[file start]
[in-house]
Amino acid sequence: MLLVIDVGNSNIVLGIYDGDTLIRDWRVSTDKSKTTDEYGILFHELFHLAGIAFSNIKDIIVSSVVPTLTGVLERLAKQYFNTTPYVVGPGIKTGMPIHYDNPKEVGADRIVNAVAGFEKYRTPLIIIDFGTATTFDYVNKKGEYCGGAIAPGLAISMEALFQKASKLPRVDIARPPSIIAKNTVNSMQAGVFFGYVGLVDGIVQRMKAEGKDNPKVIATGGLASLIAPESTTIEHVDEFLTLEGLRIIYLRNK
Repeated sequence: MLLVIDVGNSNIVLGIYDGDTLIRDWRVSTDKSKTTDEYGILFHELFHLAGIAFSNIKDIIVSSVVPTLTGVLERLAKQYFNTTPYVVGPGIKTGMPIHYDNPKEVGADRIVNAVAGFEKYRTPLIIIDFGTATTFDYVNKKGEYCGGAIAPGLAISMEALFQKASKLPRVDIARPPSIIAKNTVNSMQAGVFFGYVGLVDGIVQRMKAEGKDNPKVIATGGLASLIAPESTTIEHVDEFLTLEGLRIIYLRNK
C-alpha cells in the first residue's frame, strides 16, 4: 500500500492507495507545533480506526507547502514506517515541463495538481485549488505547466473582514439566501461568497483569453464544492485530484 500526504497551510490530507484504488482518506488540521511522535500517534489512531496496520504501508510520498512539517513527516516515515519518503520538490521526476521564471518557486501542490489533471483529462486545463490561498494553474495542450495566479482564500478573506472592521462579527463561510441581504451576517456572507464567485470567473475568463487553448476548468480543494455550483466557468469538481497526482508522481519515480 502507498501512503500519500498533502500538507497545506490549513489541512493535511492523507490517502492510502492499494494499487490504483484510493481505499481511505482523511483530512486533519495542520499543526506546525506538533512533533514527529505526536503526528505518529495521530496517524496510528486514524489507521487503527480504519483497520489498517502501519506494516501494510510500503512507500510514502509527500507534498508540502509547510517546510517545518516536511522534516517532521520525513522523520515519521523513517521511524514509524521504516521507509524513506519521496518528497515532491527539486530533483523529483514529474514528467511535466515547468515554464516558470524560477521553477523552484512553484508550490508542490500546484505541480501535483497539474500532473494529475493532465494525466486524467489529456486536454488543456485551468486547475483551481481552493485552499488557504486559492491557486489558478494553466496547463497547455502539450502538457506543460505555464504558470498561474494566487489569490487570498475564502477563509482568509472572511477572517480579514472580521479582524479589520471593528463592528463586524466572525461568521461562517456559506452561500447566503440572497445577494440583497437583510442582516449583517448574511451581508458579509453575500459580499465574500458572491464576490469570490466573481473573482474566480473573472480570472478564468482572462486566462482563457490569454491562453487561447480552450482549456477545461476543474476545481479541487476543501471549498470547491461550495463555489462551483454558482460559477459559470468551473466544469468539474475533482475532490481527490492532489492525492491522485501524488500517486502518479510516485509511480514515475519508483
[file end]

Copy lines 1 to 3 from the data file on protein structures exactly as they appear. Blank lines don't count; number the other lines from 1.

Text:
[in-house]
Amino acid sequence: MLLVIDVGNSNIVLGIYDGDTLIRDWRVSTDKSKTTDEYGILFHELFHLAGIAFSNIKDIIVSSVVPTLTGVLERLAKQYFNTTPYVVGPGIKTGMPIHYDNPKEVGADRIVNAVAGFEKYRTPLIIIDFGTATTFDYVNKKGEYCGGAIAPGLAISMEALFQKASKLPRVDIARPPSIIAKNTVNSMQAGVFFGYVGLVDGIVQRMKAEGKDNPKVIATGGLASLIAPESTTIEHVDEFLTLEGLRIIYLRNK
Repeated sequence: MLLVIDVGNSNIVLGIYDGDTLIRDWRVSTDKSKTTDEYGILFHELFHLAGIAFSNIKDIIVSSVVPTLTGVLERLAKQYFNTTPYVVGPGIKTGMPIHYDNPKEVGADRIVNAVAGFEKYRTPLIIIDFGTATTFDYVNKKGEYCGGAIAPGLAISMEALFQKASKLPRVDIARPPSIIAKNTVNSMQAGVFFGYVGLVDGIVQRMKAEGKDNPKVIATGGLASLIAPESTTIEHVDEFLTLEGLRIIYLRNK